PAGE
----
Christmas, Easter the Fourth of July and Super Bowl Sunday. The world championship of American-style football has become a momentous occasion each year, even for those who don’t care for the sport. On nearly every block in America on Sunday, friends and families will get together to watch grown men battle to get an odd-shaped ball across a white line or between parallel uprights.
Americans will share food and drink while paying special attention to fun new ads that pay for it all. The Super Bowl should underscore the stupendous wealth and comforts of the United States, even during some of our most trying economic times.
But never take for granted that which makes the United States a symbol of excellence. Even football has become a target for those who question uniquely American traditions.
Just Google “football safety,” or “NFL concussions” to learn about the new hysteria surrounding professional football.
“Ahead of Sunday’s Super Bowl, the safety of football is coming under increasing scrutiny as more evidence emerges about links between concussions and brain damage,” states an article that popped up Friday on DemocracyNow.org.
ABC News welcomed the Super Bowl with a headline that said: “Football and Head Injuries: No Device Eliminates Concussion Risk, Experts Say.”
ABC assured us nothing could mitigate the threat “beyond the protections already provided by helmets.” Got that? We’ve cured the world’s most lethal diseases and compressed mountains of information onto microchips smaller than our fingernails, but no innovation can save football.
A closer read finds that ABC relied on engineer Dave Halstead, at a testing lab for sporting equipment, to deliver the bad news. Here’s the foundation for the story: “When asked if there was a device or an add-on currently on the market that can fully protect players’ from the risk of head injury, Halstead said ‘absolutely not.’ ”
That’s like asking an engineer if any car on the market that can fully protect drivers from injury or death.
USA Today assured us, days before the Super Bowl, that President Obama has his eye on football safety.
Oh, we’re not saying football is “fully” safe. Nor should anyone dismiss the concussion concern. We merely question about the sudden alarmism and hype that has called into question continuation of the sport.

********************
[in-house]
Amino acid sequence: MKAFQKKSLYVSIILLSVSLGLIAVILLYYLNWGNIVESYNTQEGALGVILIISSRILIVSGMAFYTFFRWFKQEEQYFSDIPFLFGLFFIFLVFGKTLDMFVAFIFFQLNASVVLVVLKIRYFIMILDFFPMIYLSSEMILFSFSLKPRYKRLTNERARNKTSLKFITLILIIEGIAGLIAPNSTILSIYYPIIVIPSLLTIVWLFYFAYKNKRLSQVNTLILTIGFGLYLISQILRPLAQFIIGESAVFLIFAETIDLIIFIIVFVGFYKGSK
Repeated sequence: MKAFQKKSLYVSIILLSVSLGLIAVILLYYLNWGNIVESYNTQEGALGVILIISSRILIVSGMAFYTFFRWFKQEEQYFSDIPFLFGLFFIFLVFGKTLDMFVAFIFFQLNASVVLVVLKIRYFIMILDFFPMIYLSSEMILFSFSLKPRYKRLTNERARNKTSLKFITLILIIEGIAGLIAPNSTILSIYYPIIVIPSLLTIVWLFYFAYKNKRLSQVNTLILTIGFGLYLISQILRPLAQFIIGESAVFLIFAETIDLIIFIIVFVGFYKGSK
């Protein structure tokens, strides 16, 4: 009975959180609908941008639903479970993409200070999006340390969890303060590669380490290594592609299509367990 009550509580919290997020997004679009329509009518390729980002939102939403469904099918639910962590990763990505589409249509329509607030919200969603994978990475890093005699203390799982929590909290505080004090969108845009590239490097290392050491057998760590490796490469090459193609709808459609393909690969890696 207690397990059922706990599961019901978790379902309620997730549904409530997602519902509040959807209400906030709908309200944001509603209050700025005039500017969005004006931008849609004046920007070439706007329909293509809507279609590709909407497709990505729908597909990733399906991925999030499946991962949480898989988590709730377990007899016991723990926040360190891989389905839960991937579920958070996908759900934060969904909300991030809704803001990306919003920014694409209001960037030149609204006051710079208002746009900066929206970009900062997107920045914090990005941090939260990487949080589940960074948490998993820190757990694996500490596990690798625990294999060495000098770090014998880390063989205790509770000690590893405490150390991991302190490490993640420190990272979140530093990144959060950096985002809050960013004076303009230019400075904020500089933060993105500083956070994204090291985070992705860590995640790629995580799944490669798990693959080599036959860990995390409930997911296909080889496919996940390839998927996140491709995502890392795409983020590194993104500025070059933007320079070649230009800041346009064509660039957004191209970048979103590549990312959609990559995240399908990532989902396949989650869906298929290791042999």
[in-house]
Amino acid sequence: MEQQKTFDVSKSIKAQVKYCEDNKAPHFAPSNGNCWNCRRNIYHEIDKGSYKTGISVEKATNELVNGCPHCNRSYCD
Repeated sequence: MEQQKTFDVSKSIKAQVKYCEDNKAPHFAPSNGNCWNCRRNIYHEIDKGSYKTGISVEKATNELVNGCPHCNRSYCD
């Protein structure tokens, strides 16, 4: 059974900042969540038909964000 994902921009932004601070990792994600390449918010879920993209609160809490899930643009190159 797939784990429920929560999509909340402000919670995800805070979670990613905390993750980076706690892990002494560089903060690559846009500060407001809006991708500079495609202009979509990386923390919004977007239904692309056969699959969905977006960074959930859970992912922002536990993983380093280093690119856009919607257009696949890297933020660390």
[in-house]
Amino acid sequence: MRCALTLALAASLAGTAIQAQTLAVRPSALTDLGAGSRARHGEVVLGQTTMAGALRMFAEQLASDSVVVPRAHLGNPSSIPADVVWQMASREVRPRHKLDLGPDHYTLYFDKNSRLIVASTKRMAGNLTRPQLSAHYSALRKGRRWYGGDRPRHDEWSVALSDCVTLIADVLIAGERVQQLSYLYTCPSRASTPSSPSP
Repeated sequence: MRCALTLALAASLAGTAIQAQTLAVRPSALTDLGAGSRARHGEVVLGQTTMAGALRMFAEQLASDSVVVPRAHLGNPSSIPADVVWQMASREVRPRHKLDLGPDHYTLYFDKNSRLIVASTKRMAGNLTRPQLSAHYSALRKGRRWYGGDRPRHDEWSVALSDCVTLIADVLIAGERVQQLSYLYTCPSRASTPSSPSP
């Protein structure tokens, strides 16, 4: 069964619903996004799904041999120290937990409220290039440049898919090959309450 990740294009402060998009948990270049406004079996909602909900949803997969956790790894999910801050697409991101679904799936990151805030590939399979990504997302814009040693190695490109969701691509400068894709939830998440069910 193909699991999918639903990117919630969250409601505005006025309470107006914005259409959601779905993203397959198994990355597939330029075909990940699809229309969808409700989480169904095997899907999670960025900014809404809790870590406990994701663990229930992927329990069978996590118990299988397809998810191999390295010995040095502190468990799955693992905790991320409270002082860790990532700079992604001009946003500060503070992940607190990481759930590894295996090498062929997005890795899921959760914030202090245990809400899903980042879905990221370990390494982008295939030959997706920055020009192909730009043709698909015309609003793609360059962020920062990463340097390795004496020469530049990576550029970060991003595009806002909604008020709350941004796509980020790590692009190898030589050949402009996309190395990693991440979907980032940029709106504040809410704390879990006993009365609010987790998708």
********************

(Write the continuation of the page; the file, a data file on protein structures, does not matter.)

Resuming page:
Life’s endeavors involve danger. People who sit on sofas downing chips and soda risk early deaths from heart disease and/or diabetes.
But let us compare football with other occupations, all of which pose some risk to workers and professionals. The government knows of about 4,500 occupational fatalities in the United States each year. Most years, not one of the 4,500 has a nexus to football. In fact, professional and semipro football have produced just six fatalities in 45 years. That’s because of improvements in rules and equipment, which each can be improved even more. Before advances in football safety, we saw 72 pro and semipro fatalities in 33 years between 1931 and 1965, based on a professional survey conducted for the American Football Coaches Association.
Just as we watch football, at a potential cost to the health of players on the field, we watch “Wicked Tuna,” “Deadliest Catch,” and other reality shows about people who fish. Unlike the NFLers, the fish boat workers don’t make millions of dollars a year. They average $25,590 each year and die at a much higher rate than football players. In fact, we lost 172 professional fishers in 2010 alone; most years we lost no one as a direct result of playing professional football.
The most popular new TV programming has millions of Americans watching miners and loggers who risk life and limb in desperate pursuits to catch up on household bills and child support.
Does professional football cause long-term health problems? Probably. So do low-wage jobs that involve sitting at computers, as discovered recently by the Pennington Biomedical Research Center. A Columbia University study tells us that blue-collar work causes chronic arthritis and other degenerative ailments that can shorten quality and duration of life.
If the media impose guilt for enjoying football at the expense of millionaire players, spare some guilt for the movie theater. Among 1,000 stunt actors, 2.5 die each year as a direct result of their work. Roofers, farmers and truckers also lead shorter lives wrought with work-related injuries and illnesses.
Relative to much of the less-glamorous duty we witness each day, football is a cocoon. The NFL should review rules and improve equipment in an effort to enhance safety. But don’t let the media’s newest obsession ruin the game with distortions presented without context. Happy Super Bowl Sunday.